What should MEPs do?

Call on the European Commission to oversee a broader revision of the Waste Framework Directive – the legislation which sets the scope of EPR schemes – to ensure that fees provide meaningful incentives to produce less, support affected communities, detox manufacturing, and disclose information about the supply chain and production volumes. EPR schemes must be more than just ‘paying to pollute!’  

5) More transparency and traceability

The textile industry is notoriously opaque, and we need supply chain mapping and disclosure to be made mandatory through legislation (rather than through voluntary initiatives). The Commission has put forward the idea of a ‘digital product passport’ that could help ensure information stays with the product, primarily with the idea of helping recyclers and end of life management.

But there is also real potential for this tool to be used for so much more. It could be a game changer when it comes to disclosing information about substances of concern, supplier relationships and the facilities involved in a product’s different manufacturing stages, meaning more oversight of the environmental and social impact of a product.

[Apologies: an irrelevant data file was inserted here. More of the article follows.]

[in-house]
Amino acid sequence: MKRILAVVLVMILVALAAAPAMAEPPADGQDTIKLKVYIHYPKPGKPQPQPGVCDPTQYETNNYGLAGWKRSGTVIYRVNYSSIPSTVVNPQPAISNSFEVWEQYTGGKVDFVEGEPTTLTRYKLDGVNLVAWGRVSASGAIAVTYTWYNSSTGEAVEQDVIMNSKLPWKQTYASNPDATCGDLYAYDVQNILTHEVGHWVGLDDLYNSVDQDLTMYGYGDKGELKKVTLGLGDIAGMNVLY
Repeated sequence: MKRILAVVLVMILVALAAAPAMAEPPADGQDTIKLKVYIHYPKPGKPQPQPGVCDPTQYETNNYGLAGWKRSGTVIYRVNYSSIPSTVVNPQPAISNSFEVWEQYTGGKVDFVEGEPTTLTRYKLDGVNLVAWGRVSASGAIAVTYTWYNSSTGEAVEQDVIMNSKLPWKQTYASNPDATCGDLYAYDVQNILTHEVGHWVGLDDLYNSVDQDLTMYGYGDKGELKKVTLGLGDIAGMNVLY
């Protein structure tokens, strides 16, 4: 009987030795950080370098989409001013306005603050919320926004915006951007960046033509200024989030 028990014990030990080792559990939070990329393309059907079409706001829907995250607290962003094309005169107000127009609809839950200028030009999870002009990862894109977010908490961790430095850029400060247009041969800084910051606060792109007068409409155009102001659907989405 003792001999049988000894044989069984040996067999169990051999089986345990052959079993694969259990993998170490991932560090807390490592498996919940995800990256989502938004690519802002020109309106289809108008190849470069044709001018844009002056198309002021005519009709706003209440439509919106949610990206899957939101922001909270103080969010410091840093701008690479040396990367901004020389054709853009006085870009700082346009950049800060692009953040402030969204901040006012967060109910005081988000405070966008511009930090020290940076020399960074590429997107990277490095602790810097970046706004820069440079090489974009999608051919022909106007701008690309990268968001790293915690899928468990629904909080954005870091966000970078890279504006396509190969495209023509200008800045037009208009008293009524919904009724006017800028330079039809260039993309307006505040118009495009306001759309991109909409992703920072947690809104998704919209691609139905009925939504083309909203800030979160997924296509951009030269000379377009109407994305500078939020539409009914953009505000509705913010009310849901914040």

What should MEPs do?

Vote to make the digital product passport tool as ambitious as possible so that it will be used to convey information about social sustainability across the supply chain.

6) Non-compliant products slipping through the net online 

Overconsumption is no longer driven by the high street. It’s large e-commerce platforms who are behind so-called ‘ultra’ fast fashion. Yet, it will be difficult to enforce the requirements in cases where traders do not have an importer based within the EU.

It is vital that EU plans to tighten up product sustainability don’t let the companies selling cheap and disposable clothing online dodge the new rules. Otherwise even more non-compliant products could slip through the net. Last year an investigation from Greenpeace found that 15% of products sold on SHEIN exceed EU chemical limits.